Sunday, January 9, 2011

Tears for America

I couldn't stop the tears from flowing this weekend watching and reading the reports surrounding the shooting of the Arizona congresswoman and other bystanders. As badly as I feel for those killed and injured, and pray for the recovery of the survivors, the core of my grief is for the America that has given rise to these increasingly frequent events. The country has never been perfect, of course—I don't have any such romantic misconceptions. But it seems that, in recent decades, we have changed a lot.

And I don't mean what it seems most commentators are talking about—that it's the vitriolic screeds from the Right and the Left that have created, and are nurturing, senseless acts of violence to convey a political message. The shooting in Tucson was less a political act than a spiritual act; the act of a young man with no moral compass to keep him from veering onto an immoral path.

But how does any modern American find and follow a moral compass, given the schizophrenic, double-minded messages that our culture conveys? The country's lawmakers say "In God We Trust" and fund chaplains for our lawmakers using taxpayer funds, but forbid the same spiritual influences for children and young people in pubic schools or officials in other public institutions.

We hold unaccountable a mother who chooses to kill her infant in the womb yet hold accountable those who kill people outside the womb. While I decry the horror of both, I find it a bit of a double-standard to be horrified at one and not the other when our culture has established dual standards for killing vis-a-vis one's proximity to the womb.

We applaud the commercial success of movies, television shows, and video games that use violence—shooting, maiming, killing—as their drawing card. I know the arguments for using art to portray the human condition, but when young people grow up in a culture that glorifies mayhem as we do, should we be surprised when they decide to to act out the fantasies they have grown up watching? (I was shocked recently to watch the videos, released by the WikiLeaks group, of the U.S. military helicopter attack on a group of "insurgents" in Afghanistan. The videos, recorded in graphic detail by the video cameras on the attack helicopters, recorded the conversations of the pilots and their ground controllers as they moved into position and opened fire from miles away on a small group of men, then did the same when a civilian van arrived to collect the dead. My point: the helicopter pilots' dialogue was akin to teenagers playing a video game—laughter, congratulations, and all manner of machismo overshadowed the sad reality of the loss of life, including injury to two young girls. Yes, it's the fog of war. But it's also war being waged by young adults playing real-time war games with million-dollar weapons after being raised to wage make-believe war in their living rooms with hundred-dollar video machines.)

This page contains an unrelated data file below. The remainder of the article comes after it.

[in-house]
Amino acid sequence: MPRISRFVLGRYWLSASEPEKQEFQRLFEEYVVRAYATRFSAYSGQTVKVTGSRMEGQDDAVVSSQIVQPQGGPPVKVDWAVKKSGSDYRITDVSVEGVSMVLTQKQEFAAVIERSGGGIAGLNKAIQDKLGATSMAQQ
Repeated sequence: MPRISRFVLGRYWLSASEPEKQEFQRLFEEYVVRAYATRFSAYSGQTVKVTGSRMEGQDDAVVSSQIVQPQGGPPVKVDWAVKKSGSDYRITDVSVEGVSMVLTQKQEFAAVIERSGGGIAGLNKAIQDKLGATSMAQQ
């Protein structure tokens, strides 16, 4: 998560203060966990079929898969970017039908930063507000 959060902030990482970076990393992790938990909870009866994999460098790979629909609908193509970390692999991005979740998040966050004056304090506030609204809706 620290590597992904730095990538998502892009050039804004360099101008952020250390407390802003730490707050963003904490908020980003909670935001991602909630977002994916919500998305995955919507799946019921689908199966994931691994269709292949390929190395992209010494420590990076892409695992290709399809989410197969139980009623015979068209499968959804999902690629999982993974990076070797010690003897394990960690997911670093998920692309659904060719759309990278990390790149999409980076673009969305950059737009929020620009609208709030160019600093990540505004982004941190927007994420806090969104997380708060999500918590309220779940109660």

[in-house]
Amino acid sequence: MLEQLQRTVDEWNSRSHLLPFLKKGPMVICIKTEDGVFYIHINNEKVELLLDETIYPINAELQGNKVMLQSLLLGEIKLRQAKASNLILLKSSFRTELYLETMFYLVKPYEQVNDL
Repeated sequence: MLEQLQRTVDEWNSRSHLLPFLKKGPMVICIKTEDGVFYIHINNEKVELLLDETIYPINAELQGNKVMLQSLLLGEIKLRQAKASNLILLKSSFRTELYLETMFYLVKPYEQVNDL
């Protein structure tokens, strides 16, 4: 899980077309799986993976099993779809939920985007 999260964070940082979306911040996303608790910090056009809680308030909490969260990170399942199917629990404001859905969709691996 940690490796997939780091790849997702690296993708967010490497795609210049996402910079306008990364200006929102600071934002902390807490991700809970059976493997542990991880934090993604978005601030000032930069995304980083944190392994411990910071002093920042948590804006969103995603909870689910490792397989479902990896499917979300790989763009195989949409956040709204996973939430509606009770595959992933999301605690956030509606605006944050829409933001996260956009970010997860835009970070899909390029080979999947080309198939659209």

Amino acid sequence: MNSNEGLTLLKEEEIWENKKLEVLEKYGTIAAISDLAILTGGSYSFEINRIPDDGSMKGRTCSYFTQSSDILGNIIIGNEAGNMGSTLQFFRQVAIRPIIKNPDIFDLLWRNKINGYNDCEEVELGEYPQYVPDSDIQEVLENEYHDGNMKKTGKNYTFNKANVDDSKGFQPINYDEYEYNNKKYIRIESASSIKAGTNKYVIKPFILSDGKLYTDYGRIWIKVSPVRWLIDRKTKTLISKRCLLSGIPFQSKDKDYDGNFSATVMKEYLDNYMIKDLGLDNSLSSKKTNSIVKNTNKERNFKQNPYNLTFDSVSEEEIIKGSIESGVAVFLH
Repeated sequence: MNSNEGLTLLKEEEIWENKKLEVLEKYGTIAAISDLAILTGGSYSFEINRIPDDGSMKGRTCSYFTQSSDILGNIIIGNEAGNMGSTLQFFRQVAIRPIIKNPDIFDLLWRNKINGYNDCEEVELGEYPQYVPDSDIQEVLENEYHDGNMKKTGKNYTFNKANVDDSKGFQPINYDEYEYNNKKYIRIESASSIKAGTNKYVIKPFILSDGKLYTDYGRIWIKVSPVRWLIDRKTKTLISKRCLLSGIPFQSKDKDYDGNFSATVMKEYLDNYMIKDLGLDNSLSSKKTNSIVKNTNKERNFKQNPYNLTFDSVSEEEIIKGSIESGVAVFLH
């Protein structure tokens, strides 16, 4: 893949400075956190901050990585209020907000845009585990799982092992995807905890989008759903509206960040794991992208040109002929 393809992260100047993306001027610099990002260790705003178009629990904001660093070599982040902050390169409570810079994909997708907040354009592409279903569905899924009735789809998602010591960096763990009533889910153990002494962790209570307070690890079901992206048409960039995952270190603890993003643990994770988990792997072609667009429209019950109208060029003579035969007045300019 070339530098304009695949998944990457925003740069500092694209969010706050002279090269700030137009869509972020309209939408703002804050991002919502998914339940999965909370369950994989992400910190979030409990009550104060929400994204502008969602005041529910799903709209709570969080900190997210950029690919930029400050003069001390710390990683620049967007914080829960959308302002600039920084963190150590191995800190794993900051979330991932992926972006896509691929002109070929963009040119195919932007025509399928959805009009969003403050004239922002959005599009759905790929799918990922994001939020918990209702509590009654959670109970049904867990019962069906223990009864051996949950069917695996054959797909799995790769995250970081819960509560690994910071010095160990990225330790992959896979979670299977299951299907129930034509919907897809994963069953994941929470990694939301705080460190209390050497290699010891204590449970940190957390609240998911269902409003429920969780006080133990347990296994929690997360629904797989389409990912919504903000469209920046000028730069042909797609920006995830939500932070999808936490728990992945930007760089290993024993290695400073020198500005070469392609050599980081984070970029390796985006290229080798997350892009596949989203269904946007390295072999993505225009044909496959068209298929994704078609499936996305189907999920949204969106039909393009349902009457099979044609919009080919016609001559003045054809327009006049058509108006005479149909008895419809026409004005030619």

We write financial checks as a nation that we have no ability to cash, yet are surprised when people write moral checks that overdraw their innate human accounts of morality and integrity. How is one different from the other?

Proverbs 29:18 says, "When people do not accept divine guidance, they run wild . . . ."

Psalm 33:12 says, "Blessed is the nation whose God is the Lord . . . ."

Those top-tier principles (fill in the details as you will) suggest at the least that we have ignored the importance of a reason to be better than the events this weekend in Tucson suggest we are. It seems that as America, over her three centuries, has moved God to the periphery of her corporate consciousness, man's baser instincts have gained the upper hand. Sad as this weekend's events have been, they at least have caused me to consider any role I am playing in supporting or promoting values that work against what I know is best for the nation as a whole.

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